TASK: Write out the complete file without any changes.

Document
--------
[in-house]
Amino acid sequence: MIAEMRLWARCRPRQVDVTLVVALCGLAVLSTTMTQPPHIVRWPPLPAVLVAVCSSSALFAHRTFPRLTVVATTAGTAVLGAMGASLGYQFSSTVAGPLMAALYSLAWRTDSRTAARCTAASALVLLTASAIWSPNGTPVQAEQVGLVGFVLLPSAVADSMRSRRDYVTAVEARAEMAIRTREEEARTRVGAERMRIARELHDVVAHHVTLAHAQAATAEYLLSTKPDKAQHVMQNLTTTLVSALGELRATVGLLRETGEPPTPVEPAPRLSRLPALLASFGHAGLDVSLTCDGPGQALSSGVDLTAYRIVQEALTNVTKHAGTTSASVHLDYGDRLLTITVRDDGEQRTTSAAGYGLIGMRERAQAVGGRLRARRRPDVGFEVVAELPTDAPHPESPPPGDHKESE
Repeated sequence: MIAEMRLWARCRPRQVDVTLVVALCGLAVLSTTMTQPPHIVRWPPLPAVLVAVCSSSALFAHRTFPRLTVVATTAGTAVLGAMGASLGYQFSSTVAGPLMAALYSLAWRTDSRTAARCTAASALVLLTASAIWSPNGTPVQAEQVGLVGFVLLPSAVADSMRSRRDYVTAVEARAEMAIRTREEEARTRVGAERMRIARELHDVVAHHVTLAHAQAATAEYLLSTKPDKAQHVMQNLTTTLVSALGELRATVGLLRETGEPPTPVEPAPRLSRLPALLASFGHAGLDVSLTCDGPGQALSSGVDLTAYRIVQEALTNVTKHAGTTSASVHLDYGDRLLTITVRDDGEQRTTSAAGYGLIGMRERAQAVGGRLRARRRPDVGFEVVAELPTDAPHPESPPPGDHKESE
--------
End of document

[in-house]
Amino acid sequence: MIAEMRLWARCRPRQVDVTLVVALCGLAVLSTTMTQPPHIVRWPPLPAVLVAVCSSSALFAHRTFPRLTVVATTAGTAVLGAMGASLGYQFSSTVAGPLMAALYSLAWRTDSRTAARCTAASALVLLTASAIWSPNGTPVQAEQVGLVGFVLLPSAVADSMRSRRDYVTAVEARAEMAIRTREEEARTRVGAERMRIARELHDVVAHHVTLAHAQAATAEYLLSTKPDKAQHVMQNLTTTLVSALGELRATVGLLRETGEPPTPVEPAPRLSRLPALLASFGHAGLDVSLTCDGPGQALSSGVDLTAYRIVQEALTNVTKHAGTTSASVHLDYGDRLLTITVRDDGEQRTTSAAGYGLIGMRERAQAVGGRLRARRRPDVGFEVVAELPTDAPHPESPPPGDHKESE
Repeated sequence: MIAEMRLWARCRPRQVDVTLVVALCGLAVLSTTMTQPPHIVRWPPLPAVLVAVCSSSALFAHRTFPRLTVVATTAGTAVLGAMGASLGYQFSSTVAGPLMAALYSLAWRTDSRTAARCTAASALVLLTASAIWSPNGTPVQAEQVGLVGFVLLPSAVADSMRSRRDYVTAVEARAEMAIRTREEEARTRVGAERMRIARELHDVVAHHVTLAHAQAATAEYLLSTKPDKAQHVMQNLTTTLVSALGELRATVGLLRETGEPPTPVEPAPRLSRLPALLASFGHAGLDVSLTCDGPGQALSSGVDLTAYRIVQEALTNVTKHAGTTSASVHLDYGDRLLTITVRDDGEQRTTSAAGYGLIGMRERAQAVGGRLRARRRPDVGFEVVAELPTDAPHPESPPPGDHKESE